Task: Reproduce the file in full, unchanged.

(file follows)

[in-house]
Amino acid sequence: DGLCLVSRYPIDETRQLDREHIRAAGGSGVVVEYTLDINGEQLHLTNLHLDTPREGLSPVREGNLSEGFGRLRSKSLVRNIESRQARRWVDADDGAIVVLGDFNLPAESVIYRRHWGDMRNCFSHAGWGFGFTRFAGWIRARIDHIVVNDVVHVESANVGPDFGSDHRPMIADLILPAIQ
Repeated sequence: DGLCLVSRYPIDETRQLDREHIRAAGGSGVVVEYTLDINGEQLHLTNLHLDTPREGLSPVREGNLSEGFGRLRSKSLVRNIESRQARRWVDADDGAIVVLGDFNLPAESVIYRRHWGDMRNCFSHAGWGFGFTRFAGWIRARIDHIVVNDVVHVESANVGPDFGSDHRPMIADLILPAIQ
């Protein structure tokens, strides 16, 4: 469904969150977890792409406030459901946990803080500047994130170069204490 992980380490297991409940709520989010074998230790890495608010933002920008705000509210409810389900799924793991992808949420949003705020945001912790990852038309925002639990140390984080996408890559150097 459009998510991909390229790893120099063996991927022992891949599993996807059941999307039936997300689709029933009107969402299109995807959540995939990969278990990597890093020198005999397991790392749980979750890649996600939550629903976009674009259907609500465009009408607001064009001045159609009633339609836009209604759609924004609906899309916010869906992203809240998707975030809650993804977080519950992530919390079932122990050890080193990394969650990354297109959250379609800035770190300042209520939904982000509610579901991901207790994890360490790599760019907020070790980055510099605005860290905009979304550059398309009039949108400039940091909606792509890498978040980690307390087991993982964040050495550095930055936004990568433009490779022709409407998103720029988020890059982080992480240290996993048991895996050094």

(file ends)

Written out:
[in-house]
Amino acid sequence: DGLCLVSRYPIDETRQLDREHIRAAGGSGVVVEYTLDINGEQLHLTNLHLDTPREGLSPVREGNLSEGFGRLRSKSLVRNIESRQARRWVDADDGAIVVLGDFNLPAESVIYRRHWGDMRNCFSHAGWGFGFTRFAGWIRARIDHIVVNDVVHVESANVGPDFGSDHRPMIADLILPAIQ
Repeated sequence: DGLCLVSRYPIDETRQLDREHIRAAGGSGVVVEYTLDINGEQLHLTNLHLDTPREGLSPVREGNLSEGFGRLRSKSLVRNIESRQARRWVDADDGAIVVLGDFNLPAESVIYRRHWGDMRNCFSHAGWGFGFTRFAGWIRARIDHIVVNDVVHVESANVGPDFGSDHRPMIADLILPAIQ
């Protein structure tokens, strides 16, 4: 469904969150977890792409406030459901946990803080500047994130170069204490 992980380490297991409940709520989010074998230790890495608010933002920008705000509210409810389900799924793991992808949420949003705020945001912790990852038309925002639990140390984080996408890559150097 459009998510991909390229790893120099063996991927022992891949599993996807059941999307039936997300689709029933009107969402299109995807959540995939990969278990990597890093020198005999397991790392749980979750890649996600939550629903976009674009259907609500465009009408607001064009001045159609009633339609836009209604759609924004609906899309916010869906992203809240998707975030809650993804977080519950992530919390079932122990050890080193990394969650990354297109959250379609800035770190300042209520939904982000509610579901991901207790994890360490790599760019907020070790980055510099605005860290905009979304550059398309009039949108400039940091909606792509890498978040980690307390087991993982964040050495550095930055936004990568433009490779022709409407998103720029988020890059982080992480240290996993048991895996050094």